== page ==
These two, along with veteran actors Camille Saviola and Joe Grifasi as Frankie’s parents, have the skill to make the most out of the show’s few good lines, but it is evident they are all working hard. Some of My Best Friends‘s biggest problem is its blatant reinforcement of tired stereotypes. The most obvious of these comes in Frankie, who is like a thousand other New York Italian characters. Frankie’s gorgeousness is a major point in the development of his relationship with Warren, since it’s common knowledge that a gay man can’t be around a man this good-looking without his hormones going into overdrive. While not irrational with lust, Warren and his best friend and neighbor Vern (Alec Mapa) can’t believe Warren’s good luck in landing a roommate who’s so young, hung, and dumb. Frankie knows he is a stud, and Warren takes advantage of this knowledge to trick him into defeat during an arm-wrestling match meant to settle an argument, like so: Warren: “You know why I wanted to arm wrestle?” Frankie: “No. Why?” Warren: “So I could touch you.” This naturally causes Frankie to freak out because a gay man is holding his hand, and Warren easily wins the match.


Frankie is not the only familiar type on the show. Take Warren, a gay man with no hint of homosexuality in his personality and demeanor; this all-American boy next door appears to have walked off the set of Boy Meets World or Two Guys and a Girl. If he didn’t announce he was gay, no one would ever think he was. On the other end of the spectrum of gay characters is flaming queen Vern, who is limp-wristed, small-framed, soft-spoken, and crazy for any man who is even slightly attractive. In addition, Vern is eager to offer his personal interpretation of every situation he witnesses and is convinced that his advice is always correct, which reinforces the idea of the gay man as a busy-body forever intruding into the affairs of others. Vern seems to be a degenerated copy of Jack, Will’s best friend on Will & Grace: where Jack’s antics are a humorous extension of Will’s own self-aggrandizing, Vern’s pushiness is just annoying. Were he my neighbor, I would pretend I wasn’t home when he came to visit.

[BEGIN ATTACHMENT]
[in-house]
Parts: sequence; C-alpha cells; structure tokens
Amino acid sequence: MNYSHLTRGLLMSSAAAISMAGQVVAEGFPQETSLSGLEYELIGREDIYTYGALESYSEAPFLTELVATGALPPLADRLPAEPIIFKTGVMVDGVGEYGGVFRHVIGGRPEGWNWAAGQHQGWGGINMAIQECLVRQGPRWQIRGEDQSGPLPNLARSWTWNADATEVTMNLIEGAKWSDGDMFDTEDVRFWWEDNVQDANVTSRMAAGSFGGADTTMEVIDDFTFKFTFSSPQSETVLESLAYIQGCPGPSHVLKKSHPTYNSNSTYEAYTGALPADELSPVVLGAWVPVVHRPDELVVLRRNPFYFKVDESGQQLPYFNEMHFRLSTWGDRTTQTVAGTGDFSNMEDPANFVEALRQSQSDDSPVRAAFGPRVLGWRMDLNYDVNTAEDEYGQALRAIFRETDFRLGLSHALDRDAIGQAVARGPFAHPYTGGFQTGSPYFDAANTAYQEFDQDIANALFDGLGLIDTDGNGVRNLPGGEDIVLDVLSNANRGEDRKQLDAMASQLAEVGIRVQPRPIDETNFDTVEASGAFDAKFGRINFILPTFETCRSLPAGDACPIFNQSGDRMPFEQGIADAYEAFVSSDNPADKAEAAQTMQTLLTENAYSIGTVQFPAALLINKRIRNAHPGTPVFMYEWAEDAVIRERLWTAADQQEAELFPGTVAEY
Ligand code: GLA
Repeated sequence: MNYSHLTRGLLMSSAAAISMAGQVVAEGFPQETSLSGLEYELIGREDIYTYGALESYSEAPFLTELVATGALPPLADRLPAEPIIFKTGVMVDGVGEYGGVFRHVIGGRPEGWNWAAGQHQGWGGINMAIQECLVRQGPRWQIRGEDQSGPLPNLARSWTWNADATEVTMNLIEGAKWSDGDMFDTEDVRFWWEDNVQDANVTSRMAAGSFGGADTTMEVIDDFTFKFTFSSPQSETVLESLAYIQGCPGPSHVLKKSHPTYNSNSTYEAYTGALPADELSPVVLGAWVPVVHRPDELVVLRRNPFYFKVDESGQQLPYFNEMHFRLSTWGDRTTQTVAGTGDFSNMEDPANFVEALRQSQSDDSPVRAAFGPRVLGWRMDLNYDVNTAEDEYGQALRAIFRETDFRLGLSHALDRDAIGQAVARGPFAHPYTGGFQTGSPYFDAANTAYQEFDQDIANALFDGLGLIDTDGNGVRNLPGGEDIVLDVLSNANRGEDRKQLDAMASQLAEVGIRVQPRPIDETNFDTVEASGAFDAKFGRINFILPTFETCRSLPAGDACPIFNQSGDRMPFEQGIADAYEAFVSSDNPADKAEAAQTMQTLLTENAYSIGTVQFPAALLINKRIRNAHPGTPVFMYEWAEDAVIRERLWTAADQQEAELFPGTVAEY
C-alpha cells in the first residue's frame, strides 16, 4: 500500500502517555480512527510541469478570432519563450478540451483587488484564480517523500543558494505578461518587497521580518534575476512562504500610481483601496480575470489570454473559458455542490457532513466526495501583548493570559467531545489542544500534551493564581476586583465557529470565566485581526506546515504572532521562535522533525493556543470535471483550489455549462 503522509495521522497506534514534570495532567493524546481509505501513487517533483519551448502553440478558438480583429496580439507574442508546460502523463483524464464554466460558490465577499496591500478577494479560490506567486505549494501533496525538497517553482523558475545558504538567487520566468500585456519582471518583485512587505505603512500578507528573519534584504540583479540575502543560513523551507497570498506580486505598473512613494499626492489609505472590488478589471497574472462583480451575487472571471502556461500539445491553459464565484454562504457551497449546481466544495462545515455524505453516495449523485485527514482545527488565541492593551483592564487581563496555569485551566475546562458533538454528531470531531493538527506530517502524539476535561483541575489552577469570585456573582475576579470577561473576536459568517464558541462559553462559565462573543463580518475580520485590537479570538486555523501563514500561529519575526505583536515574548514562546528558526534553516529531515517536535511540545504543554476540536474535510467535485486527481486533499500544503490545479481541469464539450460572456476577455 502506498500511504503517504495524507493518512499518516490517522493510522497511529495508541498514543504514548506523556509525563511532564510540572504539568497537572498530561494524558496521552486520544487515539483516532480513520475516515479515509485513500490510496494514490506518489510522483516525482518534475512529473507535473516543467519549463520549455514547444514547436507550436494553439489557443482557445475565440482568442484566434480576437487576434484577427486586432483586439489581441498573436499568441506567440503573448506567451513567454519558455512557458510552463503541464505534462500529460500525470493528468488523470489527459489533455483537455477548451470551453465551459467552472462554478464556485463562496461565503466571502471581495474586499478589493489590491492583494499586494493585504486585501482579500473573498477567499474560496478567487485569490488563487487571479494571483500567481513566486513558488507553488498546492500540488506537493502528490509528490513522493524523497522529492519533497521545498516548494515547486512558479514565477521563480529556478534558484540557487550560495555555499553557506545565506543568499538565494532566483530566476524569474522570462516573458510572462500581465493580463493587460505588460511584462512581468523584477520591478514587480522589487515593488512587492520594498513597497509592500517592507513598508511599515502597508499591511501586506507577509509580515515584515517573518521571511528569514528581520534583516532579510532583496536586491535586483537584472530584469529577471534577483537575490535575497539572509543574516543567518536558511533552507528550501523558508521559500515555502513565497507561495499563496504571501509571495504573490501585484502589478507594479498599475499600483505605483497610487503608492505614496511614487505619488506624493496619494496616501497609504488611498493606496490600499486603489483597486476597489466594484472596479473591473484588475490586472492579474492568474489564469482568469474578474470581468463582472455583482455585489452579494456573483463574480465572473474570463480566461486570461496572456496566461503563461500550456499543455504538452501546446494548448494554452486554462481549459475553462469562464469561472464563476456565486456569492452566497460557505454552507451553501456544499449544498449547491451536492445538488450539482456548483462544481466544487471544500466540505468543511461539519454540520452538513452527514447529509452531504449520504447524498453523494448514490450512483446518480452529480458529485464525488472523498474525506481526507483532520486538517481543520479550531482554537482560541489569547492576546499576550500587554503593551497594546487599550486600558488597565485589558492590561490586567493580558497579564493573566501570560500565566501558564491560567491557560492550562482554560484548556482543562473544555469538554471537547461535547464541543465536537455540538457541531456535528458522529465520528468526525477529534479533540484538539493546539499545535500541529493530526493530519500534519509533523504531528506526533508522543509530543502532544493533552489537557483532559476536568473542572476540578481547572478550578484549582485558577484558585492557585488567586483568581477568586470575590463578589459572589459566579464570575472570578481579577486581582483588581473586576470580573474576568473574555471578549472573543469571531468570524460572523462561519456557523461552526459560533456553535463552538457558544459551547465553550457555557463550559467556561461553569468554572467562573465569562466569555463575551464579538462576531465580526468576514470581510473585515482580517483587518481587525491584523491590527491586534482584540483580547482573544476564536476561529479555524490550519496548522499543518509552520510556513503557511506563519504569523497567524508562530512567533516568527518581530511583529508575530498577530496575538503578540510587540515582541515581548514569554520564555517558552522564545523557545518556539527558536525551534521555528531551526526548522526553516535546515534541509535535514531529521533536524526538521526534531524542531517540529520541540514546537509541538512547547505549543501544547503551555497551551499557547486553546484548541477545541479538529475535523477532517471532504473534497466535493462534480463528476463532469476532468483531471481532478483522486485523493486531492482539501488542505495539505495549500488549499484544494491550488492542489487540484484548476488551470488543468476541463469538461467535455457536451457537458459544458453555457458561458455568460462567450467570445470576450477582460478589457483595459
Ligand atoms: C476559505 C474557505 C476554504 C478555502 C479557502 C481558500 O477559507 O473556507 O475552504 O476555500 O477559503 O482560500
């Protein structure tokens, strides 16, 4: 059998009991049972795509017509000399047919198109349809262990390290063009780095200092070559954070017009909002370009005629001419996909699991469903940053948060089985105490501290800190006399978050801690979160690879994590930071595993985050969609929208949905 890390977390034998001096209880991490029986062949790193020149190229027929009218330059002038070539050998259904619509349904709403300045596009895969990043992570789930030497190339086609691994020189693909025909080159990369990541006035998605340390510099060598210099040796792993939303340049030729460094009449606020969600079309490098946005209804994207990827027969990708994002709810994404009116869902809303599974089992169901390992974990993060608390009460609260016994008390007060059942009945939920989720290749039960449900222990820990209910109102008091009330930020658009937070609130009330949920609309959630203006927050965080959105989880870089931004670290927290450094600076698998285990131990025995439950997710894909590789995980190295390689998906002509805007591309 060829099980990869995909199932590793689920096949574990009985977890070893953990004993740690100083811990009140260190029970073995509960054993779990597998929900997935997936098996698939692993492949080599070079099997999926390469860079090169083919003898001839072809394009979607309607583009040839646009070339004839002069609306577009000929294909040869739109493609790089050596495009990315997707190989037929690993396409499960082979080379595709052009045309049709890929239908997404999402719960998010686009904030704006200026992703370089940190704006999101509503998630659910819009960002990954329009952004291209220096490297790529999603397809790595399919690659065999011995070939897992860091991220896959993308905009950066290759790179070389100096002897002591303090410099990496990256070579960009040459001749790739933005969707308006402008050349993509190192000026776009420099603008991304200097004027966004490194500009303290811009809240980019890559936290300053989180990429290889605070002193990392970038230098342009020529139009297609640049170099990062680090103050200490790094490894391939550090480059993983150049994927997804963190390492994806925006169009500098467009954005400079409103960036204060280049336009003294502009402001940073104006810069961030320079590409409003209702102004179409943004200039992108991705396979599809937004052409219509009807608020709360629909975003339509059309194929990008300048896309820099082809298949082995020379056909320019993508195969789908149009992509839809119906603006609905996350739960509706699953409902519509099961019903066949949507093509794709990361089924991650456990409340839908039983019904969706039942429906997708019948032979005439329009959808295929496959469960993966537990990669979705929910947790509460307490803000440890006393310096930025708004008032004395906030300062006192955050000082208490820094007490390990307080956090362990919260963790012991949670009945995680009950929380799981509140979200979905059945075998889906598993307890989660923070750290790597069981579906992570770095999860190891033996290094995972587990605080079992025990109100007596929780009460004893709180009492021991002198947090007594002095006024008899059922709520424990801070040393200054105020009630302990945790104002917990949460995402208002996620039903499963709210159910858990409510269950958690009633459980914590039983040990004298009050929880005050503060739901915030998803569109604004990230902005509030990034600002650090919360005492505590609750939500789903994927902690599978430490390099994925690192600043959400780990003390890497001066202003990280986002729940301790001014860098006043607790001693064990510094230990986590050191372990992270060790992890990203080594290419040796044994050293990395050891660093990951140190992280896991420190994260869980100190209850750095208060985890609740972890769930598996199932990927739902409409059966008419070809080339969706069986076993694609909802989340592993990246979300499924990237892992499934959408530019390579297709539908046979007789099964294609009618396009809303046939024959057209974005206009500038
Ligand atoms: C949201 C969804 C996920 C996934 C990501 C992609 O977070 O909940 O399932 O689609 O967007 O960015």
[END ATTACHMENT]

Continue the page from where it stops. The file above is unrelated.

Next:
The other characters are equally stock: Meryl (Jessica Lundy), Warren’s twice-divorced sister and landlord, lusts after Frankie while simultaneously declaring that all men are worthless; Pino (Michael DeLuise), Frankie’s best friend, is the average second banana, supporting his friend and feeding him straight lines (no pun intended); and Frankie’s meddlesome mother and henpecked father are less concerned about the possibility that their son might be or turn gay as a result of his new housing arrangement, than they are devastated that he wants to be an actor. None of the characters show the least hint of originality.